*Registration payment includes Credit Cards and Interfund Transfers ONLY.
This workshop will benefit mental health practitioners, educators, human service professionals, and community advocates interested in this topic.
Resilience is the ability to recover from or adjust easily to misfortune, adversity or change. In this interactive workshop, we will explore the concept of burnout within human service careers and the ethical implications for our professional and personal lives. We will center our discussion around the current COVID-19 crisis and the increased stress felt by human service professionals in managing both personal and professional demands within a changing landscape. We will examine recent research on the topic of resilience for human service professionals, including new strategies and tools for improving our capacity to monitor and address our own symptoms of compassion fatigue. We will “get real” about self-care and wellness by exploring individual and systemic successes and setbacks in balancing demanding professional roles with the stress of life outside of work. To make the session beneficial to participants, we will complete an evidence-based comprehensive assessment to identify indicators of compassion fatigue and burnout, and each participant will create a concrete, personalized plan for incorporating self-care strategies both within and outside of the workday. We will explore how the current public health crisis impacts our ability to support our own well-being and will identify ways to support our wellness in the midst of our current reality. We will also examine how elements of identity may impact our experience of burnout, and we will discuss the value of community and social networks in supporting those facing daily marginalization and oppression. Through discussion, video clips, and mindfulness activities, participants will engage in a dialogue about prioritizing self-care in the real world.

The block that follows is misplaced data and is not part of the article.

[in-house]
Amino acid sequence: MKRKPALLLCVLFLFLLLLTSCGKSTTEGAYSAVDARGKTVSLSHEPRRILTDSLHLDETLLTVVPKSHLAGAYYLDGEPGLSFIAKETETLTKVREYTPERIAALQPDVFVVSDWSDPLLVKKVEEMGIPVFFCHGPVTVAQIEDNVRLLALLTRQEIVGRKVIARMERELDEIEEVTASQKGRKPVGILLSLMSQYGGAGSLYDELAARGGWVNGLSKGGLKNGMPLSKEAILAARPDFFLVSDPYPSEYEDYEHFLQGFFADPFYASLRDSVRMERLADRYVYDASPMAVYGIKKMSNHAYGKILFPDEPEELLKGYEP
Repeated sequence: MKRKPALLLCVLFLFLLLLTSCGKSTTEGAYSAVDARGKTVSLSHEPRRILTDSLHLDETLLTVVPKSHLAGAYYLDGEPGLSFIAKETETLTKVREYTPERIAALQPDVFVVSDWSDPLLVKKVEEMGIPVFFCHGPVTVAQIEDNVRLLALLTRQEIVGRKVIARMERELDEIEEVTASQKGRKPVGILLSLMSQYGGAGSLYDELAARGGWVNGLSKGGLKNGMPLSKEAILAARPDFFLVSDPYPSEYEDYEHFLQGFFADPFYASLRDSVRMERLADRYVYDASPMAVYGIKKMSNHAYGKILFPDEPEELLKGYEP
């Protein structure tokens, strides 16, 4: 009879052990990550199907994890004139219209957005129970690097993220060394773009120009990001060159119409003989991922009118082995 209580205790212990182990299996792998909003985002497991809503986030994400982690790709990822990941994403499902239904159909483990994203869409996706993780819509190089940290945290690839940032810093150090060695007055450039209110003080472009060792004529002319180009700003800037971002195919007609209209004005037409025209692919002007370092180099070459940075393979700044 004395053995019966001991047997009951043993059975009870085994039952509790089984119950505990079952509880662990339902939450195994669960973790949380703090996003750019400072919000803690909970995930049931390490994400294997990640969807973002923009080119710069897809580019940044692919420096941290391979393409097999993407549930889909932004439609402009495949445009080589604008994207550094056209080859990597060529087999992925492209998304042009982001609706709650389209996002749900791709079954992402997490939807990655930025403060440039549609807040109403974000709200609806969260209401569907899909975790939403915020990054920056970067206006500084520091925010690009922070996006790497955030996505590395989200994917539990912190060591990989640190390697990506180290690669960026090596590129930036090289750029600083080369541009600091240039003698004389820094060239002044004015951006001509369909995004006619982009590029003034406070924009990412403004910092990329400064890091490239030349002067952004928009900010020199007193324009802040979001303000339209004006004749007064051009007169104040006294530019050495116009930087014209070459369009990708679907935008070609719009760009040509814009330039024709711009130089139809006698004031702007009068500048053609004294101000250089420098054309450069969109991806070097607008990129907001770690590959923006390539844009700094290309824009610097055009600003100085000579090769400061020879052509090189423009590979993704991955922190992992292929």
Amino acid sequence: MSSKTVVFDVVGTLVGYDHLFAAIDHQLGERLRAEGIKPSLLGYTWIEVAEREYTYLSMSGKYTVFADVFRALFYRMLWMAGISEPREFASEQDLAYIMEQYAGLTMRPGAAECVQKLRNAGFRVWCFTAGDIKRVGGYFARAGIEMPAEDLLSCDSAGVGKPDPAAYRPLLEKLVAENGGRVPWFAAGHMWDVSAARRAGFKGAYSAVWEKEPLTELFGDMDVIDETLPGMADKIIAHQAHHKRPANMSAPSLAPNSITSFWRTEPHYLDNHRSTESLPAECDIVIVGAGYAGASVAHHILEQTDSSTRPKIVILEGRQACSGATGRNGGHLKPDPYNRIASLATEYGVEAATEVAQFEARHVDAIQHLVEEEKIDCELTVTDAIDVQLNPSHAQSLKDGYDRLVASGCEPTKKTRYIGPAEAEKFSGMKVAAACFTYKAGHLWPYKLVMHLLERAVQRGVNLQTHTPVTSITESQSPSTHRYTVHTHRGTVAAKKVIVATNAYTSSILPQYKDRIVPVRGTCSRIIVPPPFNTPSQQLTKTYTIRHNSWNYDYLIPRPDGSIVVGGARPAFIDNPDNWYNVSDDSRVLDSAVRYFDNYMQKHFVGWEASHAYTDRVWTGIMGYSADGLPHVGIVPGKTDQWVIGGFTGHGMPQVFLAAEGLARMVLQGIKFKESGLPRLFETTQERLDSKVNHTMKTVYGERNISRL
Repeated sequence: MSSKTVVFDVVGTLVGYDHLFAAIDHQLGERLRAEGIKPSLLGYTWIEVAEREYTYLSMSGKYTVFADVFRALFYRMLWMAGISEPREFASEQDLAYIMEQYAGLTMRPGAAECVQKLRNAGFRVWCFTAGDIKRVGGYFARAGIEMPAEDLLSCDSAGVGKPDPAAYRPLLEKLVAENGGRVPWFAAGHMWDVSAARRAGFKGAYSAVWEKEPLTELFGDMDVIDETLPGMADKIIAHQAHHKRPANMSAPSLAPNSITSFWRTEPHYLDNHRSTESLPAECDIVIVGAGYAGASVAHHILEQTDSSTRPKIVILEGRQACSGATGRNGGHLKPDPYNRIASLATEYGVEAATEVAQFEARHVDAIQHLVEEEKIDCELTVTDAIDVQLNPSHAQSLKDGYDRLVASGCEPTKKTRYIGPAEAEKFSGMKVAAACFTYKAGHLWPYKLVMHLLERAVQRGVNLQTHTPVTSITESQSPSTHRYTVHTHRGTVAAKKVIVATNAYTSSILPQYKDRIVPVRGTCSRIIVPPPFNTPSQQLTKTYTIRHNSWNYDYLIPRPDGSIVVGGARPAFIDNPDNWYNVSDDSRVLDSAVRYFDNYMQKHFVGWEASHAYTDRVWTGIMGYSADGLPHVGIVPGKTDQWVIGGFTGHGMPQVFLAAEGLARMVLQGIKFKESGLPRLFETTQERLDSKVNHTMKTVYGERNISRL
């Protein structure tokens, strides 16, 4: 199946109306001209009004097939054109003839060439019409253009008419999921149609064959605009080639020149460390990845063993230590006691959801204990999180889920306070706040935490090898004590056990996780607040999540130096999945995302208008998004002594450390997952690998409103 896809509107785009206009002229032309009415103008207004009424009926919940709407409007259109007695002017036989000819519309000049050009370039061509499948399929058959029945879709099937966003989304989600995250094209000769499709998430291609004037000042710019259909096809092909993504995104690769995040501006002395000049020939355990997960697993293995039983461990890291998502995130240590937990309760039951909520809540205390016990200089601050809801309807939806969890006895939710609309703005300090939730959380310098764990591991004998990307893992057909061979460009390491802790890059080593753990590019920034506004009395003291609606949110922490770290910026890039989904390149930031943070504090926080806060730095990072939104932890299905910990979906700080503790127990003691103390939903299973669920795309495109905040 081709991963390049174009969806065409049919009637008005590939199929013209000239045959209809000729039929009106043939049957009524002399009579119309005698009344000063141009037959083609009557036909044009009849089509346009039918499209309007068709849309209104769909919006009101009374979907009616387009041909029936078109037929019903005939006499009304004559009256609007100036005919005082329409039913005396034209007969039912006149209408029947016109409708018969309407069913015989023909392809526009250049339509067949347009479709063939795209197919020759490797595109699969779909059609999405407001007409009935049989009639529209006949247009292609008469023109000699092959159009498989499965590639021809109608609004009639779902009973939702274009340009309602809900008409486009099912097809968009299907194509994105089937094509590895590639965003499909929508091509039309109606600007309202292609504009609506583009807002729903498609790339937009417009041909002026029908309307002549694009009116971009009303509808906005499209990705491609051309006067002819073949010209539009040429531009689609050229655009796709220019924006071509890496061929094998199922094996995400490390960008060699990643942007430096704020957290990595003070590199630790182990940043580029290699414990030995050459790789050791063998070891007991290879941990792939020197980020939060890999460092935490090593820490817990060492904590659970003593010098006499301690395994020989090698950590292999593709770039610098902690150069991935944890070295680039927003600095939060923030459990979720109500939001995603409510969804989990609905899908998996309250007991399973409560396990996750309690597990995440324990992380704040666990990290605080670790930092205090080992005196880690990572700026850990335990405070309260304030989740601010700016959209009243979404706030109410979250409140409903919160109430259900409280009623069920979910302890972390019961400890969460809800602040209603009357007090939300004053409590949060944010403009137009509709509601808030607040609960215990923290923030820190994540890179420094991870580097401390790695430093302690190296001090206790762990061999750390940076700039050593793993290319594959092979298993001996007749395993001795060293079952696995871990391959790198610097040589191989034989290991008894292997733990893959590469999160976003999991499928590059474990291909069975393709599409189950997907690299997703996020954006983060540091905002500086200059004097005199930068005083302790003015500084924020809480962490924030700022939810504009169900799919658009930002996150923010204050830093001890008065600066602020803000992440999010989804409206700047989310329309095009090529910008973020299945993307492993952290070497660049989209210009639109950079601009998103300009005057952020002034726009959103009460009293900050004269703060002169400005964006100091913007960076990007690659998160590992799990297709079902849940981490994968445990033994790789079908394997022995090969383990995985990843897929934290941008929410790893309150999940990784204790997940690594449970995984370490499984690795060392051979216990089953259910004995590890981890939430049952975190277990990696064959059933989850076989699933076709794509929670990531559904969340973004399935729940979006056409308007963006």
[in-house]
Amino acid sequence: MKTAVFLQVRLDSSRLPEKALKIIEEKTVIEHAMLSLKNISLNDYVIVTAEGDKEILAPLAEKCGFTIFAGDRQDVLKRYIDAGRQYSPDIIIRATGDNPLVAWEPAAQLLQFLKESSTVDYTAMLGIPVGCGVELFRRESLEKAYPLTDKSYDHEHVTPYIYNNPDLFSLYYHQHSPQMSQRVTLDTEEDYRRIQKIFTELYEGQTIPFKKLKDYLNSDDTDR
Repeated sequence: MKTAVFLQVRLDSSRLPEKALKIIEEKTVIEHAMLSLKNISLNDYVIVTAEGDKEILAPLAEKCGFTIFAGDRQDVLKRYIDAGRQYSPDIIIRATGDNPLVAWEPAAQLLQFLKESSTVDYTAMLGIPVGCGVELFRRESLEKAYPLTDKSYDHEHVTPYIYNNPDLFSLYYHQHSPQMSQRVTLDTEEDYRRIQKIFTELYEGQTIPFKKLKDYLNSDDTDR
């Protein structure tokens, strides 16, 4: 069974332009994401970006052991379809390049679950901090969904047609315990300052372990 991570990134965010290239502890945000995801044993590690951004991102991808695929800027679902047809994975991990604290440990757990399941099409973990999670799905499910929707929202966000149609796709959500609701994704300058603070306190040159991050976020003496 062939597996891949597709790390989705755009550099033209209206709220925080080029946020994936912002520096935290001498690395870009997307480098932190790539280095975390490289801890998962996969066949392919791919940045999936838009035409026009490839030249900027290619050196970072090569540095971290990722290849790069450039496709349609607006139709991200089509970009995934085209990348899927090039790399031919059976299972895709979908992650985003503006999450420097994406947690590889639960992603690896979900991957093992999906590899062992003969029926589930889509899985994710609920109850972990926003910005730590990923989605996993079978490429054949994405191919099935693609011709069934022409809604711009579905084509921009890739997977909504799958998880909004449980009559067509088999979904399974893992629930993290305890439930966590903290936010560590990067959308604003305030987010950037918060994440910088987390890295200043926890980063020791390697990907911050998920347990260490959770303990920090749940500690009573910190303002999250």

Release Date: June 25, 2020
Valid Date: June 24, 2023
Amy Levine, MSW, LCSW
University of North Carolina at Chapel Hill School of Social Work
Amy Levine, MSW, LCSW, is a Clinical Assistant Professor at the UNC-Chapel Hill School of Social Work, where she teaches courses in child welfare and mental health and serves as a faculty member in the field education program. Amy has a practice background in both public and private child welfare services as well as mental health and worked for 12 years as a child, adolescent, and family therapist. Amy is also a North Carolina Certified Clinical Supervisor, providing supervision and consultation to LCSW-A’s in North Carolina. Amy’s practice and research interests include trauma-informed models of care, child and adolescent mental health, and the intersection of child welfare and behavioral health services. Amy enjoys providing training on a variety of practice topics and appreciates learning from and further supporting the important work carried out by our human service professionals.
Creation of the content was made possible through the Atrium Health Essential Needs Fund at Atrium Health Foundation